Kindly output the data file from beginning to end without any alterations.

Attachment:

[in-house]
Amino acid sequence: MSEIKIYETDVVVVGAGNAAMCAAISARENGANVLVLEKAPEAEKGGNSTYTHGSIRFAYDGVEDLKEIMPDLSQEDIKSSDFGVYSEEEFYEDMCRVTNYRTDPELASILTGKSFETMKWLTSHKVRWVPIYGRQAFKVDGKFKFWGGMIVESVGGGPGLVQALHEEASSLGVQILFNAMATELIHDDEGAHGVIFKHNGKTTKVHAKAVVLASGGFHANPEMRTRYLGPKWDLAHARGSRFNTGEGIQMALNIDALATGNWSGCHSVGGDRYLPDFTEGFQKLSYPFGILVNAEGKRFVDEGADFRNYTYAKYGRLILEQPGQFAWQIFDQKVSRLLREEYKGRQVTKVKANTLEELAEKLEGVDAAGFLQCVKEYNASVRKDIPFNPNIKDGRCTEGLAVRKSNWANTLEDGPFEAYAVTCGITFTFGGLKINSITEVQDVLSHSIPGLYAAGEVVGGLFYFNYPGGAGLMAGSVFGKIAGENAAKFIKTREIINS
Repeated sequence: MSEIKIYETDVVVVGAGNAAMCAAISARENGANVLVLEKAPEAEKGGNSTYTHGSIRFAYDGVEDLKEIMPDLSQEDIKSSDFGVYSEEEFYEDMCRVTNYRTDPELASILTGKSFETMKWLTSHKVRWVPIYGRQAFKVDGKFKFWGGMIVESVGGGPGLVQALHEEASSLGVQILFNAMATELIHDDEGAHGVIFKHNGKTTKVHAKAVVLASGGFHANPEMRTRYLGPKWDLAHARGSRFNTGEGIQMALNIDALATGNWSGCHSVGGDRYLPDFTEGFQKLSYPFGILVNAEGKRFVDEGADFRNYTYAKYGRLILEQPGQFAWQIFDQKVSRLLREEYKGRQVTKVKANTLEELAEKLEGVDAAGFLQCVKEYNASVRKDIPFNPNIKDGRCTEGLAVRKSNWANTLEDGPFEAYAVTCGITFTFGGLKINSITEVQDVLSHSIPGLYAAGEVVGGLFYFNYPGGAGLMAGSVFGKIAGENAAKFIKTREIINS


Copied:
[in-house]
Amino acid sequence: MSEIKIYETDVVVVGAGNAAMCAAISARENGANVLVLEKAPEAEKGGNSTYTHGSIRFAYDGVEDLKEIMPDLSQEDIKSSDFGVYSEEEFYEDMCRVTNYRTDPELASILTGKSFETMKWLTSHKVRWVPIYGRQAFKVDGKFKFWGGMIVESVGGGPGLVQALHEEASSLGVQILFNAMATELIHDDEGAHGVIFKHNGKTTKVHAKAVVLASGGFHANPEMRTRYLGPKWDLAHARGSRFNTGEGIQMALNIDALATGNWSGCHSVGGDRYLPDFTEGFQKLSYPFGILVNAEGKRFVDEGADFRNYTYAKYGRLILEQPGQFAWQIFDQKVSRLLREEYKGRQVTKVKANTLEELAEKLEGVDAAGFLQCVKEYNASVRKDIPFNPNIKDGRCTEGLAVRKSNWANTLEDGPFEAYAVTCGITFTFGGLKINSITEVQDVLSHSIPGLYAAGEVVGGLFYFNYPGGAGLMAGSVFGKIAGENAAKFIKTREIINS
Repeated sequence: MSEIKIYETDVVVVGAGNAAMCAAISARENGANVLVLEKAPEAEKGGNSTYTHGSIRFAYDGVEDLKEIMPDLSQEDIKSSDFGVYSEEEFYEDMCRVTNYRTDPELASILTGKSFETMKWLTSHKVRWVPIYGRQAFKVDGKFKFWGGMIVESVGGGPGLVQALHEEASSLGVQILFNAMATELIHDDEGAHGVIFKHNGKTTKVHAKAVVLASGGFHANPEMRTRYLGPKWDLAHARGSRFNTGEGIQMALNIDALATGNWSGCHSVGGDRYLPDFTEGFQKLSYPFGILVNAEGKRFVDEGADFRNYTYAKYGRLILEQPGQFAWQIFDQKVSRLLREEYKGRQVTKVKANTLEELAEKLEGVDAAGFLQCVKEYNASVRKDIPFNPNIKDGRCTEGLAVRKSNWANTLEDGPFEAYAVTCGITFTFGGLKINSITEVQDVLSHSIPGLYAAGEVVGGLFYFNYPGGAGLMAGSVFGKIAGENAAKFIKTREIINS